The one thing the above article got right: SMILE! If you are nice to me and acknowledge that I, too, am a human being, I will bend over backwards to make you happy. I may have had a horrible day…if you smile, are pleasant, and maybe even ask something about me (”So where do you go to school? Do you like it there?”) it will not only put me in a better mood and make me more motivated to work hard, it will probably keep me from going home and downing a bottle of vodka because my day sucked. Yes, a small gesture of kindness can go a long way.

    If something is wrong with your meal, speak up! Don’t be rude, just politely inform me of what is wrong. Chances are it was a kitchen screw-up unrelated to me or my service. Don’t worry, no one is going to spit in your food and I would like nothing more than to make you happy. When you leave happy, you tip me, and I’m happy.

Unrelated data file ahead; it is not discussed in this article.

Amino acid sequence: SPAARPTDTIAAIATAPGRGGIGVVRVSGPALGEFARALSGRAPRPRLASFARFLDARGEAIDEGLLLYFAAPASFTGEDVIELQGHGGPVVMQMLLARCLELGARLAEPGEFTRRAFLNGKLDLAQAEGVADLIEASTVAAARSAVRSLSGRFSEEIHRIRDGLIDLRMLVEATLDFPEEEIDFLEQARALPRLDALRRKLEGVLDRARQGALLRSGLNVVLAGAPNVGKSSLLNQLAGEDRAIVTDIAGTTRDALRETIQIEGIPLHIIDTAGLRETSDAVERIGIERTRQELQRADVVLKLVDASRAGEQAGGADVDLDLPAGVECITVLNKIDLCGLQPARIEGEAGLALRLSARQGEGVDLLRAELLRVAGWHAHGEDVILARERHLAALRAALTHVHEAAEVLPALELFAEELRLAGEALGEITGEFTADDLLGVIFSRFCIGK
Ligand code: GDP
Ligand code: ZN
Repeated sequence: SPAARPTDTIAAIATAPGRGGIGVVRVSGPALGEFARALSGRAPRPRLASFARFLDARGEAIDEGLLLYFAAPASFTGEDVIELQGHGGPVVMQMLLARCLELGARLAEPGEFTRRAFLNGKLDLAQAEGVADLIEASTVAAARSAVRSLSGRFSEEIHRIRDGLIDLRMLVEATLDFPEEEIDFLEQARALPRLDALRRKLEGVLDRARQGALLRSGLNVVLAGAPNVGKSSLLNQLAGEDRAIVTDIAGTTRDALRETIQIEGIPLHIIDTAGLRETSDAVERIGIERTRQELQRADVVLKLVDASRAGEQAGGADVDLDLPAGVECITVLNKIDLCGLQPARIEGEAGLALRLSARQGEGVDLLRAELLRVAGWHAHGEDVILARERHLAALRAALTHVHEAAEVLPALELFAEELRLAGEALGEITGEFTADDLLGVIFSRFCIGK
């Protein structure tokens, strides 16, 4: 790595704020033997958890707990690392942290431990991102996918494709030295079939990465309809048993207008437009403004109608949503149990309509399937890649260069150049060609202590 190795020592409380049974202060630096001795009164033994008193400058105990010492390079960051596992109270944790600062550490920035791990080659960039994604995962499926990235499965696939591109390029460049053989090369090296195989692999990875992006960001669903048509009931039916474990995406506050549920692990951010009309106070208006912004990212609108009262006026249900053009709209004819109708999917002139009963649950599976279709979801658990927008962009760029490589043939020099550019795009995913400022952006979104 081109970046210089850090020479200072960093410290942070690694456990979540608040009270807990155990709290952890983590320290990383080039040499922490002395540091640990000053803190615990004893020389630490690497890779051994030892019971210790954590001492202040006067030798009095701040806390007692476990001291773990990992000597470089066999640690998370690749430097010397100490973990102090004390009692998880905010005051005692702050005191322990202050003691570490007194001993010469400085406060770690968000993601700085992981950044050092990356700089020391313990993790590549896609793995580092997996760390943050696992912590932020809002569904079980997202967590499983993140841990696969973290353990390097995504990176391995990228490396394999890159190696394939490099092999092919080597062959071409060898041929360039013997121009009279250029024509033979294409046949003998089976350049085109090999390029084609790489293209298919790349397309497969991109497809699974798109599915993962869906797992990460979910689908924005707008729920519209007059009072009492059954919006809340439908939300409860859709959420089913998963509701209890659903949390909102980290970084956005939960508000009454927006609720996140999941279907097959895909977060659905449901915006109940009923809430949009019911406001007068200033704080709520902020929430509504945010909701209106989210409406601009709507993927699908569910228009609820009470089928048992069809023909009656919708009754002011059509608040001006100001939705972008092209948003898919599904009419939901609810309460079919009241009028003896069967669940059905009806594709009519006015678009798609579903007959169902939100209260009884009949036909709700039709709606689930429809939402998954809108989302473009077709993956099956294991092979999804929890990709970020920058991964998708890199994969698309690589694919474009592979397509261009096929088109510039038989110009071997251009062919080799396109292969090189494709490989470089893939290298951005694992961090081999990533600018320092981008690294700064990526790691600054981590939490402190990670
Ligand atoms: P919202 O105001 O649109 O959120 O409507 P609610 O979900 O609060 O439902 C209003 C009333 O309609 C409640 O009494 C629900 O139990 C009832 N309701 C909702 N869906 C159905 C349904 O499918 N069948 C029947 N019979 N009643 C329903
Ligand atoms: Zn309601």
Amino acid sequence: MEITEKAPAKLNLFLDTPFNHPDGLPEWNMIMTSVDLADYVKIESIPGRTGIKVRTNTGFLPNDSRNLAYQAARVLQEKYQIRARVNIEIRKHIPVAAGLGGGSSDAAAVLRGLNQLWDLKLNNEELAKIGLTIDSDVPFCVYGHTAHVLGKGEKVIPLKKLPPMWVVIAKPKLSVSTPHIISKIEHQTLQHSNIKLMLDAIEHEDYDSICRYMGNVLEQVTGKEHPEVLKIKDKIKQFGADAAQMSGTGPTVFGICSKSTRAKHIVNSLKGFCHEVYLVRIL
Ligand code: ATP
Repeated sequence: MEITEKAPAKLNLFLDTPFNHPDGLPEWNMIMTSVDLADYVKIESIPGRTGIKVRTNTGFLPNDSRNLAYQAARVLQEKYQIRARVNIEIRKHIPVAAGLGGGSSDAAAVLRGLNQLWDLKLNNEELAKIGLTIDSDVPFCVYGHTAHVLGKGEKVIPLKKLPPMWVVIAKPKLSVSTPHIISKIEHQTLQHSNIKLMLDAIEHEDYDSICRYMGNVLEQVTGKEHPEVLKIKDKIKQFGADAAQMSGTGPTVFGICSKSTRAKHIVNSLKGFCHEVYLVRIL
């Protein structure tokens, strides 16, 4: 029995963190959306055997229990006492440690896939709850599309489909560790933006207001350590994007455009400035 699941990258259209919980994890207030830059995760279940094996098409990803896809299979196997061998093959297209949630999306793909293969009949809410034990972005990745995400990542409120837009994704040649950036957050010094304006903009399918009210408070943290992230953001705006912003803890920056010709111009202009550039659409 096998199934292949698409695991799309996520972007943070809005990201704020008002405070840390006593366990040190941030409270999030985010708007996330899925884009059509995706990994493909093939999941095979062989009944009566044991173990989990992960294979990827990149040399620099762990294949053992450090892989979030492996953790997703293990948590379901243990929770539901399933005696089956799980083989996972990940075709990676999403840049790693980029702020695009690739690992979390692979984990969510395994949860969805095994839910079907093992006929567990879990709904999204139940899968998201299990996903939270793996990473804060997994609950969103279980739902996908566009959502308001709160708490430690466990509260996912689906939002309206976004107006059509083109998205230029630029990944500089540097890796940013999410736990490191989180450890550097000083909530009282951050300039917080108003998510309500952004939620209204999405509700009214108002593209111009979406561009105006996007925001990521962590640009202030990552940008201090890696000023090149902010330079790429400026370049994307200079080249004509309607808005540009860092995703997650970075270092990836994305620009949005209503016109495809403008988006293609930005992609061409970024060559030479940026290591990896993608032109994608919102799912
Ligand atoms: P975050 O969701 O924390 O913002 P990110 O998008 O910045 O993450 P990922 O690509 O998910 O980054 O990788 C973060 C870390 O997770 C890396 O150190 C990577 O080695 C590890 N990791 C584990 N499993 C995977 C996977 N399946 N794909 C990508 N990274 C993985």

Let me know what you thought of my service. If you were really impressed, please ask to speak to my manager and let him know, too! Managers who hear their servers are making customers happy usually schedule those servers during the money shifts. This makes the server happy and next time you come in, they’ll remember your praise and make sure they live up to the service they gave you last time you visited.

    That’s it! Smile, treat me like a person (not a slave or servant), and be honest and we’ll get along great!

  8. SenecaAlleghenyCasino on March 11th, 2009

    Thanks Kristen you have nailed it better than any other “tip” here

  9. jessica on March 16th, 2009

    The person who wrote this article has NEVER worked in a restaurant in their life..